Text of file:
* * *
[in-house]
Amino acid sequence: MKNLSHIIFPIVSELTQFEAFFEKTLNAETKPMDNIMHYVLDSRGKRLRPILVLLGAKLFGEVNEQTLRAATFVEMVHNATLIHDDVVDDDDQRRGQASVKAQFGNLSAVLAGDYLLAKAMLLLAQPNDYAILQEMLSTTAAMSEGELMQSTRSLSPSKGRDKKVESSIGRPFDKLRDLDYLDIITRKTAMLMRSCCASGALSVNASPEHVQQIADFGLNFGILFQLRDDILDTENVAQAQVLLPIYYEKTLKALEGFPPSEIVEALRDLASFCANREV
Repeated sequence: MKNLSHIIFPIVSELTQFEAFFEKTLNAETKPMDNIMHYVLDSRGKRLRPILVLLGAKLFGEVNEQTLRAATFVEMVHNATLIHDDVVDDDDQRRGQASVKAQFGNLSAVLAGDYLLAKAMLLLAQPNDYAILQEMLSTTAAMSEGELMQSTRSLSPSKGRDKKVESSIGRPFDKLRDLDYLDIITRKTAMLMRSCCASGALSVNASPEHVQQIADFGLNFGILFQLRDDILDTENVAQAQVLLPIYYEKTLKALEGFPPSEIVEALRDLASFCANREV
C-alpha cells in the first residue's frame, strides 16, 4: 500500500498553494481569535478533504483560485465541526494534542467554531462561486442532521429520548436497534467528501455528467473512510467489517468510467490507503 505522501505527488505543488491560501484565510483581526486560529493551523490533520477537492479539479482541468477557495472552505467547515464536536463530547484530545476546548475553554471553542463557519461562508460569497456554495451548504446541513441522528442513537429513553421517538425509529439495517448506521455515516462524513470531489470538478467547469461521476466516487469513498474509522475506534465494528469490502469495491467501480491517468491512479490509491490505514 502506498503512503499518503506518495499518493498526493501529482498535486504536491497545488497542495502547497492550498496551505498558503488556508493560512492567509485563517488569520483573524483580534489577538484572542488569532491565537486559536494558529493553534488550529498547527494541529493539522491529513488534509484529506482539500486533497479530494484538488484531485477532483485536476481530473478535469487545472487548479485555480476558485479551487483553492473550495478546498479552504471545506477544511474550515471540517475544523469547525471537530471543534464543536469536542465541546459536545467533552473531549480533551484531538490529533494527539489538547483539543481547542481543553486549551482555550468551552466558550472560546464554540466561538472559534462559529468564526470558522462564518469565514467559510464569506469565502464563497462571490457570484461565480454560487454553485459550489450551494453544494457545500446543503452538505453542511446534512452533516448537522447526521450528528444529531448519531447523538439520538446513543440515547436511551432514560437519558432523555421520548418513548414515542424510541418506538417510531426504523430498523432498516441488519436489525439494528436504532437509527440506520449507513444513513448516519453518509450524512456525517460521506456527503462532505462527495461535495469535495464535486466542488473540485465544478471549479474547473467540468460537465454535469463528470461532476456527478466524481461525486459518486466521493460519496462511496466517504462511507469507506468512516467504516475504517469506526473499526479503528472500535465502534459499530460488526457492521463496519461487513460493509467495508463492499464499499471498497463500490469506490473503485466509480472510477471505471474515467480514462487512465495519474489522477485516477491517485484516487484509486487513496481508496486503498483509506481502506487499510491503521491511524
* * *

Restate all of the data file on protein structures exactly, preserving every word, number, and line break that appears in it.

[in-house]
Amino acid sequence: MKNLSHIIFPIVSELTQFEAFFEKTLNAETKPMDNIMHYVLDSRGKRLRPILVLLGAKLFGEVNEQTLRAATFVEMVHNATLIHDDVVDDDDQRRGQASVKAQFGNLSAVLAGDYLLAKAMLLLAQPNDYAILQEMLSTTAAMSEGELMQSTRSLSPSKGRDKKVESSIGRPFDKLRDLDYLDIITRKTAMLMRSCCASGALSVNASPEHVQQIADFGLNFGILFQLRDDILDTENVAQAQVLLPIYYEKTLKALEGFPPSEIVEALRDLASFCANREV
Repeated sequence: MKNLSHIIFPIVSELTQFEAFFEKTLNAETKPMDNIMHYVLDSRGKRLRPILVLLGAKLFGEVNEQTLRAATFVEMVHNATLIHDDVVDDDDQRRGQASVKAQFGNLSAVLAGDYLLAKAMLLLAQPNDYAILQEMLSTTAAMSEGELMQSTRSLSPSKGRDKKVESSIGRPFDKLRDLDYLDIITRKTAMLMRSCCASGALSVNASPEHVQQIADFGLNFGILFQLRDDILDTENVAQAQVLLPIYYEKTLKALEGFPPSEIVEALRDLASFCANREV
C-alpha cells in the first residue's frame, strides 16, 4: 500500500498553494481569535478533504483560485465541526494534542467554531462561486442532521429520548436497534467528501455528467473512510467489517468510467490507503 505522501505527488505543488491560501484565510483581526486560529493551523490533520477537492479539479482541468477557495472552505467547515464536536463530547484530545476546548475553554471553542463557519461562508460569497456554495451548504446541513441522528442513537429513553421517538425509529439495517448506521455515516462524513470531489470538478467547469461521476466516487469513498474509522475506534465494528469490502469495491467501480491517468491512479490509491490505514 502506498503512503499518503506518495499518493498526493501529482498535486504536491497545488497542495502547497492550498496551505498558503488556508493560512492567509485563517488569520483573524483580534489577538484572542488569532491565537486559536494558529493553534488550529498547527494541529493539522491529513488534509484529506482539500486533497479530494484538488484531485477532483485536476481530473478535469487545472487548479485555480476558485479551487483553492473550495478546498479552504471545506477544511474550515471540517475544523469547525471537530471543534464543536469536542465541546459536545467533552473531549480533551484531538490529533494527539489538547483539543481547542481543553486549551482555550468551552466558550472560546464554540466561538472559534462559529468564526470558522462564518469565514467559510464569506469565502464563497462571490457570484461565480454560487454553485459550489450551494453544494457545500446543503452538505453542511446534512452533516448537522447526521450528528444529531448519531447523538439520538446513543440515547436511551432514560437519558432523555421520548418513548414515542424510541418506538417510531426504523430498523432498516441488519436489525439494528436504532437509527440506520449507513444513513448516519453518509450524512456525517460521506456527503462532505462527495461535495469535495464535486466542488473540485465544478471549479474547473467540468460537465454535469463528470461532476456527478466524481461525486459518486466521493460519496462511496466517504462511507469507506468512516467504516475504517469506526473499526479503528472500535465502534459499530460488526457492521463496519461487513460493509467495508463492499464499499471498497463500490469506490473503485466509480472510477471505471474515467480514462487512465495519474489522477485516477491517485484516487484509486487513496481508496486503498483509506481502506487499510491503521491511524